Raising The Bamboo Curtain U.S. Automakers Face Bumpy Road In Japan
Amid the Japanese-language signs for noodle shops and mom-and-pop stores in this northern Tokyo suburb, the giant blue Ford logo can’t be missed.
The fact it’s there at all is a sign of progress: U.S. auto dealers remain few and far between in Japan. Despite claims by the Clinton administration of significant progress, obstacles persist for U.S. automakers seeking to break into the tightly-knit car market.
In Washington on Friday, the Clinton administration reported a 37 percent increase in auto exports to Japan. But it also said too few dealers in Japan are willing to stock and sell American cars.
“Of course I’d rather be selling Japanese cars,” said Toru Adachi, vice president of the suburban Tokyo Ford Sainichi dealership. The dealership has been selling about 30 Fords a month since switching from Nissan.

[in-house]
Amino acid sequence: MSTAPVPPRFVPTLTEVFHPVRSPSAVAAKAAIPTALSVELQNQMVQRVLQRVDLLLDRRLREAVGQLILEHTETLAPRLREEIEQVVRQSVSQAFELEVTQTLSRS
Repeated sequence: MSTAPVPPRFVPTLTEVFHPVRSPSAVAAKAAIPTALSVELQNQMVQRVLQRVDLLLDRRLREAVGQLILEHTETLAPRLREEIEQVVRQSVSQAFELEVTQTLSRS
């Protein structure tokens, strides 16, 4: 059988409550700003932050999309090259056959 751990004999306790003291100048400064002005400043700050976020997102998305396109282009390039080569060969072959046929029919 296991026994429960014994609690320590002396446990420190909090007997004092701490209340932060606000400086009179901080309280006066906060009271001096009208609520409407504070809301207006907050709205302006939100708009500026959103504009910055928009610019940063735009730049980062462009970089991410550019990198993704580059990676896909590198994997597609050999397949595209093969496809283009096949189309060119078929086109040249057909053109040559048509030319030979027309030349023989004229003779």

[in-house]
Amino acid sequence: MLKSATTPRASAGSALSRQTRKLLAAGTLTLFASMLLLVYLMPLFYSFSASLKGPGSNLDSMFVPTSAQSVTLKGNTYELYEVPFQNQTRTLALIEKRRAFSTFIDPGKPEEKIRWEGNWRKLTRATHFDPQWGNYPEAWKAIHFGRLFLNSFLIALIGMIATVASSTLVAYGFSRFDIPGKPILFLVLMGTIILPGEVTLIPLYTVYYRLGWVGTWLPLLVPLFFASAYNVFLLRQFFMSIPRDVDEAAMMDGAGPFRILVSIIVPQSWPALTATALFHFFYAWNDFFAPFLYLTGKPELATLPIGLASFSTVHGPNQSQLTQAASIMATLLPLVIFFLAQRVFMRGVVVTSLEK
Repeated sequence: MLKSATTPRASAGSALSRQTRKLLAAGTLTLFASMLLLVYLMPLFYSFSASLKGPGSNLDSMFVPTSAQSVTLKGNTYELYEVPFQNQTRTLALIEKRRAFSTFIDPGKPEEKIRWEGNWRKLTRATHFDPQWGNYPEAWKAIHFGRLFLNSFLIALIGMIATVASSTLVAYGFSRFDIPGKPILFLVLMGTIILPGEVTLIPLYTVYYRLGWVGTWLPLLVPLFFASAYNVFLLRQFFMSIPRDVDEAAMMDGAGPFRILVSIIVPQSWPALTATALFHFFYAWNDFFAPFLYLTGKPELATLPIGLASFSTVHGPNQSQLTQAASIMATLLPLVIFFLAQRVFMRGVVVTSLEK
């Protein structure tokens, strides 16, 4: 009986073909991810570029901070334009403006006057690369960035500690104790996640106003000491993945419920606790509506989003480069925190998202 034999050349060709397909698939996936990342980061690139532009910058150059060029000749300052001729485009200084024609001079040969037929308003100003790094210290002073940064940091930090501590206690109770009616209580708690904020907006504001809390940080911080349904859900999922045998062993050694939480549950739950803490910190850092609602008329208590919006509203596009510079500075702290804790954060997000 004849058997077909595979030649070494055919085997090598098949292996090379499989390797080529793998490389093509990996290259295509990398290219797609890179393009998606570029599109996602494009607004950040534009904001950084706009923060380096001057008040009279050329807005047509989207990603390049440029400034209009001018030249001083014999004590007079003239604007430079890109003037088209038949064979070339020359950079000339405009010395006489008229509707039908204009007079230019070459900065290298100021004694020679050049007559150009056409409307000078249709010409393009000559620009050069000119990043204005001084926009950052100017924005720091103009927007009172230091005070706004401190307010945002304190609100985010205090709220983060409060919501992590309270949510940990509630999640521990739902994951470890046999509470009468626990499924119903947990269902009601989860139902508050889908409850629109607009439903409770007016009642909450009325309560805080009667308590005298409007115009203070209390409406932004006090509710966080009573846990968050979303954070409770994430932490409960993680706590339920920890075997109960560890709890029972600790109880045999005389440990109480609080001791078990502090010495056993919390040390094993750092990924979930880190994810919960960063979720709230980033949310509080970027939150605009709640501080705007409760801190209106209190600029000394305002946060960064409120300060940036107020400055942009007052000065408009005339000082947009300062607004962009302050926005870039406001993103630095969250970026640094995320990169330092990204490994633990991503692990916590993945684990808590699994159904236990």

Selling Nissans, he said, was sometimes as easy as flipping open a catalog. Selling Fords takes considerably more effort, even the relatively popular Taurus with steering wheels on the right side like other cars sold in Japan.
“It’s a first-time effort on both sides. We’re trying to sell. And they’re trying out the car,” Adachi said.
Since last year’s accord, only 30 new major dealers have signed on to sell U.S. cars - far short of the American Automobile Manufacturers Association’s goal of 200 new outlets by the end of the year.
The U.S. side says lack of access to dealerships stifles sales.
But Japanese dealers say quality, not collusion, has been a key factor in keeping U.S. cars off the lots.
“All we needed were products that made us want to sell them,” said association spokesman Yasuhisa Kawagishi. “We’re running a business.”